Bagar tract

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Bagar, also Bagad ('बागड़) and even Bar,[1] a term meaning the "dry country",[2] refers to the sandy tract of north-western India and eastern parts of current Pakistan bordering India.[3] For example, area north and south of Ravi river between Chenab river and Sutlej is called Ihang Bar.[1]

Etymology[edit]

Bagar means the prairie (grazing shurbs and grassland) of northern Rajputana,[4] which likely comes from eponymous Arabic word "bagar" meaning "cow" (sacred to Hindus),[5] derived from the Arabic word "cattle".[6][7] Baggara in Arabic means "cattle herders".[6][8] Bagar tract refers to the semi-arid semi-fertile rain-fed sandy shrubby grassland tract at the confluence of arid Thar Desert and fertile bangar and khadir areas of Indo-Gangetic Plain, which as historically inhabited by the cattle herders who remained semi-nomadic until they began to adapt to settled life in the mid to late Medieval Period. Before the adoption of the Arabic name bagar, the area was earlier known as Jangladesh during the Vedic era of Mahabharata and even in early medieval times at least until the end of Hindu reign of Prithviraj Chauhan.

Rājputāna, meaning "Land of the Rajputs",[9] is a historic term for a region in India that includes mainly the present-day Indian state of Rajasthan, parts of Madhya Pradesh and Gujarat,[9] as well as adjining areas of Punjab and Haryana, and some adjoining areas of Sindh in modern-day southern Pakistan.[10] It lies to the west of the Aravalli Hills, and was earlier known as Samarkand, the earlier form of Registan, before it came to be known as Rajputana, early in the Medieval Period.[11] The name was later adopted by British government as the Rajputana Agency for its dependencies in the region of the present-day Indian state of Rājasthān,[12] which comprised 18 princely states, two chiefships and the British district of Ajmer-Merwara, which was renamed to "Rajasthan" in 1949.[12]

Bagri people[edit]

The term Bagri people was originally applied to the Hindu Jats and Rajputs, such as Bagri Jat and Bagri Rajput,[2][13][14][15][16][17][2][18] but now also applied to Bishnoi and one of the sections of Maheshwari Banias (traders), as well as Badhik ("butcher"), Pardhi ("hunter") and Bawariya (semi-nomads) castes.[14][17] Prominent bagri people include was politician from Haryana Mani Ram Bagri (1 January 1920 – 31 March 2012, a politician from Haryana), Raj Bagri, Baron Bagri (24 August 1930 – 26 April 2017, India-born British businessman and a Conservative member of the House of Lords from 1997 to 2010, who was made a life peer in 1997).[19]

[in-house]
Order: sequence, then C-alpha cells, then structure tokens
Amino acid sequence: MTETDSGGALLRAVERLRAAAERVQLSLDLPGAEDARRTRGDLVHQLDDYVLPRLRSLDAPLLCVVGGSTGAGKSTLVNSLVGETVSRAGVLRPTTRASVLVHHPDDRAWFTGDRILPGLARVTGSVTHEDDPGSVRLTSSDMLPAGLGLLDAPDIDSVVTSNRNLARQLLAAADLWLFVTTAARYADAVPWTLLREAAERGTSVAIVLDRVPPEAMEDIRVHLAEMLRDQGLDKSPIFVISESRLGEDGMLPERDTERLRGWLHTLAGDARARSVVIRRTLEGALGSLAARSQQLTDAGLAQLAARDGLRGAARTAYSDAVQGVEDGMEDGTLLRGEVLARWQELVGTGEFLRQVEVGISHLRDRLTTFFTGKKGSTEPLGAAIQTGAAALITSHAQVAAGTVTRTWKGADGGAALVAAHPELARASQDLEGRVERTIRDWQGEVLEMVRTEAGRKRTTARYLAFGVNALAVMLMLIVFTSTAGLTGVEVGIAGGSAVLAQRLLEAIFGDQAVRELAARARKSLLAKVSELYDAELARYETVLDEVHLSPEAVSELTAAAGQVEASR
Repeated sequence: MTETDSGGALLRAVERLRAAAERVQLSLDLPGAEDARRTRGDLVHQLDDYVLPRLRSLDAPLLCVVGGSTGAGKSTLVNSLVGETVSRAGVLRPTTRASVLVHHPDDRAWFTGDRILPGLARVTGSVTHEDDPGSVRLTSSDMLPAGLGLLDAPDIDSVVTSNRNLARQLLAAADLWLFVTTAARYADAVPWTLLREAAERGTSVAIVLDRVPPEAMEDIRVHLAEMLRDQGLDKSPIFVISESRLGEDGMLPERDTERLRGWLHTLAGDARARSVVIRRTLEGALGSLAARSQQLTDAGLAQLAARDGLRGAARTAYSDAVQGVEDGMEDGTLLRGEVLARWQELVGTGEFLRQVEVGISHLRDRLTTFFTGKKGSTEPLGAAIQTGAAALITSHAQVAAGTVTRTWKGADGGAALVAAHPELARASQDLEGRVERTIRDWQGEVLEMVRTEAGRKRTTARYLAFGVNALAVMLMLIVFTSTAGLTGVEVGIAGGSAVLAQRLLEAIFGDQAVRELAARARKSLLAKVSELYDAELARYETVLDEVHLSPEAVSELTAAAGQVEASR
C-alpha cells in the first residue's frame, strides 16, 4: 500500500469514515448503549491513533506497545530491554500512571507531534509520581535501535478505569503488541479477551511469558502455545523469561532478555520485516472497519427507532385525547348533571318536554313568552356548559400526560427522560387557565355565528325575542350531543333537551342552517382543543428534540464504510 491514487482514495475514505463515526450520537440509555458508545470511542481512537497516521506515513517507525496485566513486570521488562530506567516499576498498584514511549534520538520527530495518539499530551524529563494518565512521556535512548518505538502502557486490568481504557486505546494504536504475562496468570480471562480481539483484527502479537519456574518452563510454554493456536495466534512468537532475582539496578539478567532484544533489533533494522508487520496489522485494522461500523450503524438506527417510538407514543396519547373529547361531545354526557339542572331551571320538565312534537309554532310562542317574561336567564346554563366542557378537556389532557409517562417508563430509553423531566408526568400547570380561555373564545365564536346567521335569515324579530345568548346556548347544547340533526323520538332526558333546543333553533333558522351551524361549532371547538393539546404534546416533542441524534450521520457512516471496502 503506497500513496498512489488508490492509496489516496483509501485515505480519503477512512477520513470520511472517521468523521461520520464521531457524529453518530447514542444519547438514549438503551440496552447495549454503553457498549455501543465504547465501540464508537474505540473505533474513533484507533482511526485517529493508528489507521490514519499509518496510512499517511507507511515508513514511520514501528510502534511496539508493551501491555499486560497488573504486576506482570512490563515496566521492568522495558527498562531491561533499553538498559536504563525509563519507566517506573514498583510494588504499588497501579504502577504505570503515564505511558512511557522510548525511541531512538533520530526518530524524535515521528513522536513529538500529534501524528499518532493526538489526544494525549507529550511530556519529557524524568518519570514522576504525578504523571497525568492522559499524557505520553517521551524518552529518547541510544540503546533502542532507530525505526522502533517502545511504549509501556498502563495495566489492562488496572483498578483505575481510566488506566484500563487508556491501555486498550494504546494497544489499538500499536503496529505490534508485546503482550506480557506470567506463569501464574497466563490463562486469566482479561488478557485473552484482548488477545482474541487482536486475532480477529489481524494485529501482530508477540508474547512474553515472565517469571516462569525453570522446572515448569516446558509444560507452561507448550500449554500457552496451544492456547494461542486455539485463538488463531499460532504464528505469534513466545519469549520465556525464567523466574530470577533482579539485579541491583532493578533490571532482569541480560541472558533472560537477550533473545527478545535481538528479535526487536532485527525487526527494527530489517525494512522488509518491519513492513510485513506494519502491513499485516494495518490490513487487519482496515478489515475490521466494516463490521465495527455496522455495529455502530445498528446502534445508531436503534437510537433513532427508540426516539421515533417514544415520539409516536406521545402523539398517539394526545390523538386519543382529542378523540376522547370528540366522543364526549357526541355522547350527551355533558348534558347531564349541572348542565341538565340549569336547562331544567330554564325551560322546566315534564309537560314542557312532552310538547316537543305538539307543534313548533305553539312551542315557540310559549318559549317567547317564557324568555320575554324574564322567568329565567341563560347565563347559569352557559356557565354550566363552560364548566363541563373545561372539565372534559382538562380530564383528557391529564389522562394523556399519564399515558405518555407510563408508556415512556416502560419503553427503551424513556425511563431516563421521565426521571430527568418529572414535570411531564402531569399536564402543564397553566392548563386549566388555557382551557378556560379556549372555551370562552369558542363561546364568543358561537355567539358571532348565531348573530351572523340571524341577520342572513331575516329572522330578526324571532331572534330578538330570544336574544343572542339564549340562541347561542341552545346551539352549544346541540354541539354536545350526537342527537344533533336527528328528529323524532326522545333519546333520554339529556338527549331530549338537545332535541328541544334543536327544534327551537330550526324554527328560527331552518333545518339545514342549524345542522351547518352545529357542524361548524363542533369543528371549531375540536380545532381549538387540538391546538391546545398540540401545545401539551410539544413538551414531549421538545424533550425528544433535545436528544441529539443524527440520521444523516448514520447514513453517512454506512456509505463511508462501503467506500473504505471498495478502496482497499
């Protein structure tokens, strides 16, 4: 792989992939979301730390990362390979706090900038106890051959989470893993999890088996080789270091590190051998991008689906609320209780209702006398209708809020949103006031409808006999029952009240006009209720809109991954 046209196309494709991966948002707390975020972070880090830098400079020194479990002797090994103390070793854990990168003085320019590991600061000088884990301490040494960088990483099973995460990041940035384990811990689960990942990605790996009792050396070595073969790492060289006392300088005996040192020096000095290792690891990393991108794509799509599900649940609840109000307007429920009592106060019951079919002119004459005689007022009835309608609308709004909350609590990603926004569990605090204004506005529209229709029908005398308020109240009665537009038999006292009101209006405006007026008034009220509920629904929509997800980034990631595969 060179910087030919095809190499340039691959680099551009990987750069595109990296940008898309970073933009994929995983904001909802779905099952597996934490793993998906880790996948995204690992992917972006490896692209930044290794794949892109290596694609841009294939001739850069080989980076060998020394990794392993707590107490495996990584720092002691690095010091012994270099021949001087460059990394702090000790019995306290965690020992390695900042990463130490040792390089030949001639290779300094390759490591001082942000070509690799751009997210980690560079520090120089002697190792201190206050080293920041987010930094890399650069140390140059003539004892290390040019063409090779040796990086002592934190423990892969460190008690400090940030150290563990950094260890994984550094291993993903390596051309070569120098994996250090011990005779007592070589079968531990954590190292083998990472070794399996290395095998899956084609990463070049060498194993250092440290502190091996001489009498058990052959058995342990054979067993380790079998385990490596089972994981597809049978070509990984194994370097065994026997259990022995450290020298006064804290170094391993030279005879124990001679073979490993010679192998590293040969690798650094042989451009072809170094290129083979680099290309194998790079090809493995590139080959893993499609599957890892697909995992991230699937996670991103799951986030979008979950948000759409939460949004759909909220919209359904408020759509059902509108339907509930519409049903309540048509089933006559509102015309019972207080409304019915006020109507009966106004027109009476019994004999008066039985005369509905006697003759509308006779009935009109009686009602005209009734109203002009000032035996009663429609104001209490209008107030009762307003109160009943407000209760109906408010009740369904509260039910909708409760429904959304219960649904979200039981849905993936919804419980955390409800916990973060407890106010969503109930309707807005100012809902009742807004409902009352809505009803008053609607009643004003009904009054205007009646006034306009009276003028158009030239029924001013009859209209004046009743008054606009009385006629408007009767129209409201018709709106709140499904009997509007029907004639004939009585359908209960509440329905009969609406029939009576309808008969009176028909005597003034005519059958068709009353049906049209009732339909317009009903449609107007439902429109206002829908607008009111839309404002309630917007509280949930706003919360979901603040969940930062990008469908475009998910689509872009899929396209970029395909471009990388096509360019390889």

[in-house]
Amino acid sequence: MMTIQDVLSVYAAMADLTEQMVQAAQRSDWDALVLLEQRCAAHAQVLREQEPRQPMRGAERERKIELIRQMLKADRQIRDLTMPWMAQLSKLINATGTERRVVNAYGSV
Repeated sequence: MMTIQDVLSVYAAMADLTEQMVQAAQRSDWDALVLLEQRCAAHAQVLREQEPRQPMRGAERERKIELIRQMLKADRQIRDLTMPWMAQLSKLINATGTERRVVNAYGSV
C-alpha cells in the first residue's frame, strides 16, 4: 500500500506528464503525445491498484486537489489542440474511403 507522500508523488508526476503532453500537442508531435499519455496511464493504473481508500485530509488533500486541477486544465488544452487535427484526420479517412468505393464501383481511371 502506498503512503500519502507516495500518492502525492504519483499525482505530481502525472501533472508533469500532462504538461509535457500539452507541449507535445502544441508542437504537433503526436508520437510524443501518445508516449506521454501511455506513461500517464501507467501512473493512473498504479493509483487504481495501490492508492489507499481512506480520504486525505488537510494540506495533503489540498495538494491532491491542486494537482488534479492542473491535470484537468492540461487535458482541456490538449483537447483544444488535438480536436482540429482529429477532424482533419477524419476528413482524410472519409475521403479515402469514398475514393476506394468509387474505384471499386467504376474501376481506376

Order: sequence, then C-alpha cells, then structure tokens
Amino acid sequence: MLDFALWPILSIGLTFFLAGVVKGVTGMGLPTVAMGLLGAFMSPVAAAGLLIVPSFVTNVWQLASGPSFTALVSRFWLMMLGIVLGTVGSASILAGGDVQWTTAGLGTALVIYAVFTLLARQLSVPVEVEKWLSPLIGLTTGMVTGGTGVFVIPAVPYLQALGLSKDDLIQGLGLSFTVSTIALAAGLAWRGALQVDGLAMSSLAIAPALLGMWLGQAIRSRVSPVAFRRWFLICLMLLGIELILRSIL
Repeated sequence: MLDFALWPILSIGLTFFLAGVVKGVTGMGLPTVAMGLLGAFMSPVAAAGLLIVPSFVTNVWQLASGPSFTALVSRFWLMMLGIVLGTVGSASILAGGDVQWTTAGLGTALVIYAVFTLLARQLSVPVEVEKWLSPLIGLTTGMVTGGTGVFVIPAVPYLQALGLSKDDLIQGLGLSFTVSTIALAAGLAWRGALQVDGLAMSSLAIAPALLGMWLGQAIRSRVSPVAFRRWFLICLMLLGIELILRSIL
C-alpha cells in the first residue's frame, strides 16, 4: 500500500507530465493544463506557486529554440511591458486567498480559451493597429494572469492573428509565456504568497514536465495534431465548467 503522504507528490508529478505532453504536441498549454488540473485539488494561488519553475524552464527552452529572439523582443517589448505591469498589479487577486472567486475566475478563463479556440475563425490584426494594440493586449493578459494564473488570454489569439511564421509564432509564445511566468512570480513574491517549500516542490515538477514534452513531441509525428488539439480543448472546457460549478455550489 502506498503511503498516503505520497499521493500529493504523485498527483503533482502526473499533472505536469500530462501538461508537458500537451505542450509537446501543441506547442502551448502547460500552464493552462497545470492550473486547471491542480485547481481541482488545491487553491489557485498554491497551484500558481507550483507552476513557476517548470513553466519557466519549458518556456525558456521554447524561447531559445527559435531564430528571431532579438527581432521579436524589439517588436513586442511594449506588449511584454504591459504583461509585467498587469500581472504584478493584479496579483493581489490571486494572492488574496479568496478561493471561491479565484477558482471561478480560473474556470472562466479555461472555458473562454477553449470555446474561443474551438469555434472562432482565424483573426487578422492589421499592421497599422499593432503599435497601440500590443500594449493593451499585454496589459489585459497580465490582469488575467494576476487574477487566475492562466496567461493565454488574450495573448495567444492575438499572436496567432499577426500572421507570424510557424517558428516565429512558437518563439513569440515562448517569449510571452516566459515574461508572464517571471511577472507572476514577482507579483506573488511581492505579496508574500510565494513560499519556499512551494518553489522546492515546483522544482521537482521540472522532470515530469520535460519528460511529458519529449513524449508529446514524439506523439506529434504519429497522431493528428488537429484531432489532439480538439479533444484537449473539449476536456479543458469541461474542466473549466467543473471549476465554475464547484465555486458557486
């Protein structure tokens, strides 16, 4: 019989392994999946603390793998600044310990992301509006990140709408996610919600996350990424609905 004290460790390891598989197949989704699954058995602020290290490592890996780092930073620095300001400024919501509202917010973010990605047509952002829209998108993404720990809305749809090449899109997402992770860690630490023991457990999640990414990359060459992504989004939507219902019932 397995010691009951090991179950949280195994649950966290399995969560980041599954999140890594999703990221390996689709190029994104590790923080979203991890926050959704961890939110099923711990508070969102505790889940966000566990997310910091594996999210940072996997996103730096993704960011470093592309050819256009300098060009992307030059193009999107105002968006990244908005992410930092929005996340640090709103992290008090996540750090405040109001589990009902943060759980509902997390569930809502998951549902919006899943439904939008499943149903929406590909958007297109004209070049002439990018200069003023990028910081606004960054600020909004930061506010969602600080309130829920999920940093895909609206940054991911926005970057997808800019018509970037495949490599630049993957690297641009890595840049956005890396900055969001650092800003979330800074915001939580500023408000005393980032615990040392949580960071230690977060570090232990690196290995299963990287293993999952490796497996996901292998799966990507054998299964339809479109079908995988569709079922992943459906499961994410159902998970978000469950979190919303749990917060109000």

Bagri language[edit]

"Bagri people" of the sandy dry "Bagar tract" speak the "Bagri language" (बागड़ी), a dialect of overlapping Rajasthani language, Haryanvi language and Punjabi language of the Indo-Aryan family, spoken by about five million speakers.[20][21]

Bagri region[edit]

"Bagri region" or tract is long strip of shifting sand dunes called tibba (टिब्बा) and relatively semi-fertile lands between them called lal (लाळ ) along the western border of Haryana and eastern border of Rajasthan.[22]

The Bagar region has potentially very fertile alluvial soil interspersed with highly permeable very sandy tracts in several places with water table more than 100 feet below ground containing brackish water usually unfit for human consumption, where dust storms frequent during the warm summer months from April till the end of July when monsoon arrives. Previously the tract was solely based on the rain and irrigation was possible only in the small area of Bagar region in districts of Fatehabad, Sirsa, Hanumangarh and Sriganganagar where the season Ghaggar river flows. After the opening of Bhakra Nangal Dam canal system in 1963 as well as the earlier Western Yamuna Canal now irrigate most of Haryana including all of the Bagar region falling in Haryana on its western border. Opening of Indira Gandhi Canal in 1983 brought the water of Sutlej and Beas rivers to the fields of Rajasthan including its Bagar tract stabilizing the sand dunes and soil erosion by preventing the expansion of desert.[23]